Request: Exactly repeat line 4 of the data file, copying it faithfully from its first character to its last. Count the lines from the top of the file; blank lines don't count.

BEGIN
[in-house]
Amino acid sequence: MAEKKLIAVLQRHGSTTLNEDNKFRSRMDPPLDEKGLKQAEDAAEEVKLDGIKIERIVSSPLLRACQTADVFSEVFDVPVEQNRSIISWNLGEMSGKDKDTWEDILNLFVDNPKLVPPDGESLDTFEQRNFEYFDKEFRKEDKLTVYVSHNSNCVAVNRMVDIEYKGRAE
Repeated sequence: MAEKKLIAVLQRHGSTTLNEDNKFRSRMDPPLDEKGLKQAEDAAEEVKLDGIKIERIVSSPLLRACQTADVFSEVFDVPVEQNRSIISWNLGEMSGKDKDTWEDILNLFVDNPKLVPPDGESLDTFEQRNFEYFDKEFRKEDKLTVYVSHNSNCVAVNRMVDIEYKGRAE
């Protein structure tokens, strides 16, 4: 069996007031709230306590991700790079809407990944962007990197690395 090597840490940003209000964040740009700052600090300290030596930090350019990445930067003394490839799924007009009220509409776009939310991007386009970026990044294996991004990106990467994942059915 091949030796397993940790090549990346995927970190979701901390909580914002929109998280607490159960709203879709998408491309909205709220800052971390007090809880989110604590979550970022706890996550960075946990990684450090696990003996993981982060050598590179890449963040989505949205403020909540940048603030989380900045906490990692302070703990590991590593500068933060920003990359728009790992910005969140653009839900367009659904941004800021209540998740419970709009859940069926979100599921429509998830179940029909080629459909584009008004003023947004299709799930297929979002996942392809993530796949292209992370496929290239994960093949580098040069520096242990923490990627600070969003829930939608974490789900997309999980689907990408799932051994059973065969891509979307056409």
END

């Protein structure tokens, strides 16, 4: 069996007031709230306590991700790079809407990944962007990197690395 090597840490940003209000964040740009700052600090300290030596930090350019990445930067003394490839799924007009009220509409776009939310991007386009970026990044294996991004990106990467994942059915 091949030796397993940790090549990346995927970190979701901390909580914002929109998280607490159960709203879709998408491309909205709220800052971390007090809880989110604590979550970022706890996550960075946990990684450090696990003996993981982060050598590179890449963040989505949205403020909540940048603030989380900045906490990692302070703990590991590593500068933060920003990359728009790992910005969140653009839900367009659904941004800021209540998740419970709009859940069926979100599921429509998830179940029909080629459909584009008004003023947004299709799930297929979002996942392809993530796949292209992370496929290239994960093949580098040069520096242990923490990627600070969003829930939608974490789900997309999980689907990408799932051994059973065969891509979307056409």